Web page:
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The Rise and Stall of Jinder Mahal

October 1, 2017

Jinder Mahal’s WWE Championship run has been tumultuous to say the least. That’s no secret of course, as many fans have enjoyed his elevation in the ranks; it is a new day for talent in Vince McMahon’s company after all.


But for every fan that’s spoken out in support of Mahal’s rise, there have been twice as many that have done nothing but criticize it. That’s no secret either, as The Modern Day Maharajah has definitely had his fair share of bad booking.


In fact his booking has been nothing short of abysmal. However it did not have to be this way.

This seemed to be a fairly easy project. All WWE had to do was put Mahal over, and then fully establish his new main event run. Of course it rarely goes that easily for anyone in the company, but Mahal had a clean slate when it came to the big stage.


He was a guy going nowhere and that had really been the case from the very beginning. So when he was first inserted into the title picture, WWE basically had a blank canvas to worth with. It began well enough; Mahal not only fit the part, he also began to grow in it.


All he had to do was hate and he did that very well. But he had to believe everything he said as well and he certainly seemed to. When fans listened to Mahal, it wasn’t as if he was cutting a promo, it was as if he was truly hell-bent on getting his message across. He felt less like a pro wrestling heel and more like a villain from an Expendables film.

But he wasn’t so stereotypical that fans didn’t find him interesting. Mahal played on the racism that’s prevalent in the world around him, forcing the crowd to question if what he was saying actually had any merit. Mahal was a new kind of antagonist for a new era. He had old school elements, but with a modern day twist.


His ring work improved with time, making many wonder why he even needed the assist of The Singh Brothers. Sunil and Samir are great heaters and their alliance with Mahal is a logical fit. They unintentionally provide the comic relief as they’re tossed around like rag dolls. They are the distraction that allows Mahal to continue as WWE champion.


Fans hate that. They do nothing but criticize it. But then again, they’re supposed to; that’s how it works.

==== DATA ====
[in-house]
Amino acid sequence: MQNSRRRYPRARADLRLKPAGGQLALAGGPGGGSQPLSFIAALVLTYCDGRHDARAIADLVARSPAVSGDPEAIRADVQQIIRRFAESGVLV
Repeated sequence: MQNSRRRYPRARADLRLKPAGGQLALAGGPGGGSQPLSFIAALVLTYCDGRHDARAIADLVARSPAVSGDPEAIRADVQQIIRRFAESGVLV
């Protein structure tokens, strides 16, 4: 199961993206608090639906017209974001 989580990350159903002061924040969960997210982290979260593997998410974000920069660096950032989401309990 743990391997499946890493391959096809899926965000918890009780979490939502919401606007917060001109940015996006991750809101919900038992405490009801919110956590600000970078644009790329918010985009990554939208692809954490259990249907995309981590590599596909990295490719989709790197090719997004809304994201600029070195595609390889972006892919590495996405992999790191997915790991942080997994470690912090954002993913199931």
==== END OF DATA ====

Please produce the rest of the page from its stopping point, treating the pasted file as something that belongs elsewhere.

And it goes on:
However even though Mahal had his ups and downs along the way, it’s his current feud with Shinsuke Nakamura that’s really caused a downward spiral. The King of Strong Style can bring out the best in anyone he works and he typically always has. When a guy gets into the ring with Nakamura, he’s not just entering into a wrestling match; he’s entering into another level of performance art.


Nakamura is one of the finest storytellers between the ropes and he can elevate Mahal even higher than he is now. But so far, Mahal has been ridiculous at best. Week in and week out, he and The Singh Brothers stand in the SmackDown Live ring and laugh at jokes that aren’t funny. They make insults that aren’t insulting and they generate zero heat in the process.

They have become caricatures of themselves and it’s not helped Mahal’s cause at all. Now instead of being a guy that’s in the process of earning his main event spot, Mahal is floundering with a title he shouldn’t have. The WWE Championship means so little now that fans are wondering why he even still has it.


But the problem with Mahal losing it to Nakamura is twofold.


On one hand, a Nakamura title win at Hell in a Cell would be the perfect move because finally Mahal would be out of that spot. If anyone should have a run at the top, it’s definitely Nakamura. But who is Nakamura actually beating? Is he beating the hardworking Superstar that finally caught a break, or is he beating the lame duck champion that’s just been a failed experiment?


Mahal has no momentum, he has no heat and he has no reputation. He’s keeping the belt warm for the next guy when he should have grown into his role and earned his title. “Anyone but Mahal” is understandable, but it doesn’t give Nakamura much to run with. Would he only be a short term champion as well?


On the other hand, a Mahal victory at Hell in a Cell would harm Nakamura’s positioning in the company. The King of Strong Style went from zero to the main event overnight, as he himself had also been the victim of bad booking. Losing to Mahal would put him right back where he was before and there would be no guarantee that Mahal’s booking would then improve after the fact.

Ultimately it will be Nakamura versus AJ Styles and that match will likely happen at WrestleMania 34. But whether or not the WWE Championship will be in the mix is unclear and it’s a long way until April 8, 2018. 


So while WWE moves the chess pieces into place, Mahal’s current situation must be dealt with.


He has the ability to excel and become a legitimate main event presence, or he can continue to stall until he loses the title. There’s still time to right the ship but whether or not WWE plans to is another matter altogether.


WWE is in the business of creating stars. It’s the method by which the company has grown since the 1980’s and it’s the weapon that was used to defeat WCW during the Monday Night Wars. Without new and fresh stars to carry WWE forward, there can be no evolution.


Jinder Mahal can be part of that evolution or it can pass him by. The decision is in the hands of WWE.


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